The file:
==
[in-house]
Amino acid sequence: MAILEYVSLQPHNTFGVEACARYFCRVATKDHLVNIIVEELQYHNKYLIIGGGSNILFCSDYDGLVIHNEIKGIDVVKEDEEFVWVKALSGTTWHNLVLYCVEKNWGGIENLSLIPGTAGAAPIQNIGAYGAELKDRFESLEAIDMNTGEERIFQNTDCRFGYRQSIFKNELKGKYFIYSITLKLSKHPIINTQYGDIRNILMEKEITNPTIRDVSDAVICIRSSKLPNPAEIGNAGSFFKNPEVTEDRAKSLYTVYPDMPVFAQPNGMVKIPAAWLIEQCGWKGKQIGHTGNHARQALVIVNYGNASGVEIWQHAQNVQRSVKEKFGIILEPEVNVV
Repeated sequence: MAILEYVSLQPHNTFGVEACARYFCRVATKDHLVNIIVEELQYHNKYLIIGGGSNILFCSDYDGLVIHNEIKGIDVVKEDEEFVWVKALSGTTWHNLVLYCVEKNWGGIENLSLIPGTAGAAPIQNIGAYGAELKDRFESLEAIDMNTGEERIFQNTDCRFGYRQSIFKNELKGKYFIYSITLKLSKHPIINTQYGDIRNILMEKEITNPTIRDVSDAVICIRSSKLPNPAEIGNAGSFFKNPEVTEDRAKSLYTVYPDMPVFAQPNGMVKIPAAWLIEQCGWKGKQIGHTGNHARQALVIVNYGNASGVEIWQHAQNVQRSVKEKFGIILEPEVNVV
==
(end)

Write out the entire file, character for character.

[in-house]
Amino acid sequence: MAILEYVSLQPHNTFGVEACARYFCRVATKDHLVNIIVEELQYHNKYLIIGGGSNILFCSDYDGLVIHNEIKGIDVVKEDEEFVWVKALSGTTWHNLVLYCVEKNWGGIENLSLIPGTAGAAPIQNIGAYGAELKDRFESLEAIDMNTGEERIFQNTDCRFGYRQSIFKNELKGKYFIYSITLKLSKHPIINTQYGDIRNILMEKEITNPTIRDVSDAVICIRSSKLPNPAEIGNAGSFFKNPEVTEDRAKSLYTVYPDMPVFAQPNGMVKIPAAWLIEQCGWKGKQIGHTGNHARQALVIVNYGNASGVEIWQHAQNVQRSVKEKFGIILEPEVNVV
Repeated sequence: MAILEYVSLQPHNTFGVEACARYFCRVATKDHLVNIIVEELQYHNKYLIIGGGSNILFCSDYDGLVIHNEIKGIDVVKEDEEFVWVKALSGTTWHNLVLYCVEKNWGGIENLSLIPGTAGAAPIQNIGAYGAELKDRFESLEAIDMNTGEERIFQNTDCRFGYRQSIFKNELKGKYFIYSITLKLSKHPIINTQYGDIRNILMEKEITNPTIRDVSDAVICIRSSKLPNPAEIGNAGSFFKNPEVTEDRAKSLYTVYPDMPVFAQPNGMVKIPAAWLIEQCGWKGKQIGHTGNHARQALVIVNYGNASGVEIWQHAQNVQRSVKEKFGIILEPEVNVV